After taking a break, I thought about playing with some of the other sections that are more text-heavy and maybe less challenging in terms of arrangement. I added content to the Appraisal and Selection page in the form of an introduction to the purpose for this section of the archive. At the top, as I was encouraged to do after my prospectus hearing, I included a place to link out to a traditional literature review. I do not have any objections to offering readers interested in these theoretical foundations the opportunity to explore them, but I did feel a small pang here of a tension between making the archive about me and my activities related to scholarly production and the archive as a place for community representation and identity building. It is sufficiently out of the way though that I think it won’t interfere with those goals, and it is important to me as a rhetorical archivist to offer as much transparency for how I am working as possible, The literature review does some of this important work in establishing the framework from which I approach my work.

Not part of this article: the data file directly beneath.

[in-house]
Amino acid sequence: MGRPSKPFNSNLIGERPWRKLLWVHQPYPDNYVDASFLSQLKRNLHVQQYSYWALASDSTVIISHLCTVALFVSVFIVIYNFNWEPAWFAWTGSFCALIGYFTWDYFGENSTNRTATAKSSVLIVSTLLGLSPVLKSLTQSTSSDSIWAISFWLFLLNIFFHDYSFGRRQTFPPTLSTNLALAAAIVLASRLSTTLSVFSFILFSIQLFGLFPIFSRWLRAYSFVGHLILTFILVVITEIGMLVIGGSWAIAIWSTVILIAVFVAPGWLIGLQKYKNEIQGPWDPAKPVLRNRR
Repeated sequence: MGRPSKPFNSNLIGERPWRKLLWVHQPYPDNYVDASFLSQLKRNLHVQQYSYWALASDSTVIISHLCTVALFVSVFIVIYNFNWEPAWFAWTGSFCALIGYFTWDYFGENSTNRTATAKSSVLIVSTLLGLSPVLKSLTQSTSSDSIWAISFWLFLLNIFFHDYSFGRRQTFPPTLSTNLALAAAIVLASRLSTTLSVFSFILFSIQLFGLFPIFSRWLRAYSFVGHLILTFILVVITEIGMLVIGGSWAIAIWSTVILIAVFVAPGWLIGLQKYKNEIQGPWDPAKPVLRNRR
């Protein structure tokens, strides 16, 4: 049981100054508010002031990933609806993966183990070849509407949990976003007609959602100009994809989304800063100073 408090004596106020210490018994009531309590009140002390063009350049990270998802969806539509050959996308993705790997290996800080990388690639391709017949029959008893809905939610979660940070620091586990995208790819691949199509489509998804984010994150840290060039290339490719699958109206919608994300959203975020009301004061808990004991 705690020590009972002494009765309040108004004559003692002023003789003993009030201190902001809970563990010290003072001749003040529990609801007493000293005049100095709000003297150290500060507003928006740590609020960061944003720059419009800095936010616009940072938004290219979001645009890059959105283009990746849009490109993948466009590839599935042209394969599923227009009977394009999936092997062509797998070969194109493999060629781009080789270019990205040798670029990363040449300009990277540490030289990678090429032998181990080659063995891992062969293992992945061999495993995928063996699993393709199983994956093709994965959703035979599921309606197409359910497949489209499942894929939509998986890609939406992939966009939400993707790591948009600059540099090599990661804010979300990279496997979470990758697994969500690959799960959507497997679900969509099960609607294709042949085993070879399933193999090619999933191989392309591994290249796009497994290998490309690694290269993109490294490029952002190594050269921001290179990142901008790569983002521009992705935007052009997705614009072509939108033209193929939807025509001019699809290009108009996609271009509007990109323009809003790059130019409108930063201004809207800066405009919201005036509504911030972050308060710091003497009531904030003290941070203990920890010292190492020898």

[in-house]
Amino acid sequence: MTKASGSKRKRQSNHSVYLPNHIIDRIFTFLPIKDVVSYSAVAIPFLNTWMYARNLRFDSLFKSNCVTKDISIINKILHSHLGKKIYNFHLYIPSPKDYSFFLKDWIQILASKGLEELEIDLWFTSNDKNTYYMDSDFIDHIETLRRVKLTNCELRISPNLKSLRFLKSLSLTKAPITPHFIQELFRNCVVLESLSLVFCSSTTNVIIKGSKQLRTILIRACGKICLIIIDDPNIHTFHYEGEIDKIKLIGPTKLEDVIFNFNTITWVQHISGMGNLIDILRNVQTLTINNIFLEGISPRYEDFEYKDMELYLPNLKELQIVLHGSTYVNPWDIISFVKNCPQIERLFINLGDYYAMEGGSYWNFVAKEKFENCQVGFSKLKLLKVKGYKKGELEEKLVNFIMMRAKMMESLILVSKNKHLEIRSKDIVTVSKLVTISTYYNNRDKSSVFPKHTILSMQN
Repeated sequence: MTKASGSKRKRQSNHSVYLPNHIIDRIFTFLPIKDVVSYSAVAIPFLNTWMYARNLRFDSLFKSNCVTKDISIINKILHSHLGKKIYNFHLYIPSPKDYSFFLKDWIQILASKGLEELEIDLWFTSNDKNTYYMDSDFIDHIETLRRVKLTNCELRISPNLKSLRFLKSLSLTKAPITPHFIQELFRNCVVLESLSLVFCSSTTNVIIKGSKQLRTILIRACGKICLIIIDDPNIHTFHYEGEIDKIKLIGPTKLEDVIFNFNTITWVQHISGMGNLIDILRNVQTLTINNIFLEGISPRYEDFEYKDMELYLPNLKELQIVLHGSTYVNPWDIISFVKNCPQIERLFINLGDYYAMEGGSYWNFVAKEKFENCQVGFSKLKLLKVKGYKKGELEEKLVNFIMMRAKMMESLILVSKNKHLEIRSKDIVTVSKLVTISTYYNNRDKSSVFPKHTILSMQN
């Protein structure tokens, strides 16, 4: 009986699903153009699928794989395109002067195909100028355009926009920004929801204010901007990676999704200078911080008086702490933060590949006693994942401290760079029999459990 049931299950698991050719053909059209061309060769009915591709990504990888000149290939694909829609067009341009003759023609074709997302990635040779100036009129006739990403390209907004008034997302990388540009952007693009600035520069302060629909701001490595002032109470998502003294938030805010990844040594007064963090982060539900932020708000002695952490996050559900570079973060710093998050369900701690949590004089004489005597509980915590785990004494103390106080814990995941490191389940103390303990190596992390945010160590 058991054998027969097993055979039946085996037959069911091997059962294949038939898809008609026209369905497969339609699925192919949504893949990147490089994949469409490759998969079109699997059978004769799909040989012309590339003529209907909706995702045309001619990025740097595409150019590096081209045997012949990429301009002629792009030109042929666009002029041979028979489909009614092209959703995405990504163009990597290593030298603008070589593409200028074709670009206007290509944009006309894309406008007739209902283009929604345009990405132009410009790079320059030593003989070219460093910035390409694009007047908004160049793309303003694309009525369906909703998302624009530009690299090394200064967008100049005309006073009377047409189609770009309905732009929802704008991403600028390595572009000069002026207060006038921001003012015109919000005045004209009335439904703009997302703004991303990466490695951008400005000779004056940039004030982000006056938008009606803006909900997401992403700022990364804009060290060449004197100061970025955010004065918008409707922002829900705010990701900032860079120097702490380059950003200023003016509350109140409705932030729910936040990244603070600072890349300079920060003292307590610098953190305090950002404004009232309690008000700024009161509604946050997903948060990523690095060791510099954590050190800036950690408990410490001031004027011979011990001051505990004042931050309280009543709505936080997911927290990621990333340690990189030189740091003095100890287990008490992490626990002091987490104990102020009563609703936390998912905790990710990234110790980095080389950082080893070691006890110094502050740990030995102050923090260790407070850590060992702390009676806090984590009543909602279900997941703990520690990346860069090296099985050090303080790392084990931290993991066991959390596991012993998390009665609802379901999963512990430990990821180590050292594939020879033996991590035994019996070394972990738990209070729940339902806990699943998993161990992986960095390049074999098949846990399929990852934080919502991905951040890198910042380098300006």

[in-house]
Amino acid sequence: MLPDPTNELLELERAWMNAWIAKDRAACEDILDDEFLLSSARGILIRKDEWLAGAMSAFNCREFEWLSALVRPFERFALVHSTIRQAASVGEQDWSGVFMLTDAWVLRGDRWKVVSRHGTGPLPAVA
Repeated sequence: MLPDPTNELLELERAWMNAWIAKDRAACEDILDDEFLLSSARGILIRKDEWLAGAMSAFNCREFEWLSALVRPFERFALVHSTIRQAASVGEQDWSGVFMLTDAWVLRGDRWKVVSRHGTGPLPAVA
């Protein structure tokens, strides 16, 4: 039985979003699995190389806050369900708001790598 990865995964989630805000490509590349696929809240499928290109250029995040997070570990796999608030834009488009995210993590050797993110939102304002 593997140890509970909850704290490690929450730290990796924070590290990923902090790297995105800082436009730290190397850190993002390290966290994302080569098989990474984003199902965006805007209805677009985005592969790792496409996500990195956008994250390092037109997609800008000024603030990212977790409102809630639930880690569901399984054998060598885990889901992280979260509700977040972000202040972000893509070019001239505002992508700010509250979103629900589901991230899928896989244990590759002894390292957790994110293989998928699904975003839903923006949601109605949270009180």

I started a draft of the Literature Review, but did not publish that just yet. I need to figure out how to publish the post without it appearing on the archive, making it available only by clicking on the link at the top of the Appraisal and Selection page. However, as I was working on the Literature Review, I was weighed down by the length of text. Simply posting 10,000 words of straight text would fail to take advantage of the digital form. While the review does have some embedded links already, I decided that I wanted to have the ability to create a sort of Table of Contents at the tops of the Literature Review with each of the section titles listed. Users would be able to click on the section title to be taken automatically to this part of the review. It requires the use of “anchors” to be able to link to specific sections; however, this is also a plug-in feature. I can certainly add the un-anchored review and add these jumps in once the upgraded WP site has been purchased, but for now I still need to add a section to the review on feminist material culture, so I will not need to make that decision immediately.